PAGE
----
| Cessna Aircraft has filed a patent for a programming process that uses a solid or mathematical model of a part and the machine tool functions to conduct component part machining in a virtual plane — and then analyzes the results to deliver optimized machine programming commands. |
I love the elegance of math. I also realize not everyone shares my eccentricities. Indeed I am hoping readers got this far without being repulsed by the very word. The fact of the matter, however, is that even the most basic machining processes require a bit of math, at least until one becomes a skilled machinist when it largely becomes an art form. However, even the skilled machinist needs time to set up and adjust a machine to optimal performance, and time as they say is money. Companies are looking for and finding more and more ways to trim time and costs from every process.
One of the most recent successes in that search for time and cost savings has been patented by Cessna Aircraft Co., the designer and manufacturer of business jets in Wichita, Kan. Interestingly enough the patent isn't for a new thing, but rather for a new process that uses existing technologies. The patent bears the rather uninteresting title, “Method for Analyzing and Optimizing a Machining Process,” when in fact it is largely about the application of sophisticated mathematics and cutting-edge computing.
Cessna's new process calls for vibration analysis, finite element analysis (FEA) of the cutting tool and work material interaction, and then mechanistic modeling of the cutting process, using the results of the finite element analysis. Now here's the rub: None of this is done on a machine. At least not a machining machine. It's all done on a computer, and the results are exported to a machine tool, where the actual metal cutting happens.
The process uses a solid model, or mathematical model, of the part and the machine tools, and the cutting process happens in the virtual world. Specialized software for vibration analysis processes the effect of the machining, as does another FEA software package. Then, the outputs from these two pieces of software are passed to a mechanistic modeling software package, and this is where the math gets weird — as if vibration analysis and FEA weren't already mathematically challenging enough.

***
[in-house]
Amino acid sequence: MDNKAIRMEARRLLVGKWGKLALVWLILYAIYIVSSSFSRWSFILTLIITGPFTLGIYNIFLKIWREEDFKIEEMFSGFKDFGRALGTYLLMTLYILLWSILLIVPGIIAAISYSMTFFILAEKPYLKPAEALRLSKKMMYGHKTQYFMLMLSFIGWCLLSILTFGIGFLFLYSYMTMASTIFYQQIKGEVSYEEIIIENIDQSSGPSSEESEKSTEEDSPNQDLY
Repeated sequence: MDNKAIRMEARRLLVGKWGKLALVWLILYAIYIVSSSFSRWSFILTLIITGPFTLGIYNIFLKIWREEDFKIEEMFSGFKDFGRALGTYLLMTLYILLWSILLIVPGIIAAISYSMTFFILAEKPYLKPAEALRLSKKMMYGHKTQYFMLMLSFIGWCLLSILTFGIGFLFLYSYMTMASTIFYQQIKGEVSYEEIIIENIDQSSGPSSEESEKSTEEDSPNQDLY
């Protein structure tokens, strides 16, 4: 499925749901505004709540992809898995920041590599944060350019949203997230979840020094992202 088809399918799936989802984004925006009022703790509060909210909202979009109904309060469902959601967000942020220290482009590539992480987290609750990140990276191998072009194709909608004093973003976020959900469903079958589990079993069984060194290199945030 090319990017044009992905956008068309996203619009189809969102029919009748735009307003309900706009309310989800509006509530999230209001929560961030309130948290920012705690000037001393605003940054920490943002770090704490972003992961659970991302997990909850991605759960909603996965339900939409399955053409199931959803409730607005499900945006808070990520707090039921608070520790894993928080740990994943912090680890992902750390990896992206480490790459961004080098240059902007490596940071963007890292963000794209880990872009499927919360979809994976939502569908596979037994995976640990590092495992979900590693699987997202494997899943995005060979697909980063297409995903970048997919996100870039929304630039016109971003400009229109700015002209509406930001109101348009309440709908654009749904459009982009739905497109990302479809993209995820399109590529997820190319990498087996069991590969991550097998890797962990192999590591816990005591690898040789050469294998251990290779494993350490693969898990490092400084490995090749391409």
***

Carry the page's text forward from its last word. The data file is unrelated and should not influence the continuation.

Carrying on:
Mechanistic modeling uses the entire data set collected by the other two sets of software and built-in information about the physical and chemical properties of the materials under consideration and returns recommendations on how to increase the efficiency of the operation. "In contrast to FEM, [Finite Element Method] mechanistic modeling provides [that] a complete tool path can be analyzed for a series of operations by a cutter or set of cutters in sequential order." The recommendations are fed back into the virtual machining program in a loop until the process is optimized. Once the optimal parameters are determined they are stored in a database and eventually exported to a machine as the speeds, feeds, depths, temperatures and other information that the machine will use to complete the operation.
As an option, this entire set of software packages can have their outputs processed in a two-stage artificial neural network. An artificial neural network is yet another type of mathematical model that in theory mimics a real brain. It receives inputs, processes them, and returns results, or answers if you will, as outputs. But, an artificial neural network is capable of learning. In other words they are used in Artificial Intelligence (AI). This means that an artificial neural network can start the development of the process loop with a reasonably close set of inputs already, based on its previous experience with similar sets of parameters.
Interestingly, the patent actually calls out potential candidates for some of these software packages by name and manufacturer, such as the mechanistic modeling software. It doesn't, however, call out a specific artificial neural network. Commercially available artificial neural networks are available for Windows, Mac, and Unix. (No, I'm not making that up, you really can install an artificial neural network on your home computer. The problem is that artificial neural networks are designed to receive very specific kinds of data as inputs, so it is possible that a suitable one was not readily available and Cessna was compelled to develop their own.)
The result of all of this is that once a new part hits a machine the program setting for every machining operation is already determined and set in the machine. Program time on the machine settings drops to zero, and given the hourly cost of most modern machining centers the resulting cost savings, especially over time, is significant. It is reasonable to extrapolate that for the remainder of the 21st Century machinists will receive more sophisticated education, sometimes resembling or even overlapping that of their counterparts in engineering.
Paul DQ Campbell is an author and technology freelance writer. For more information or to contact Paul, visit www.pdqcampbell.com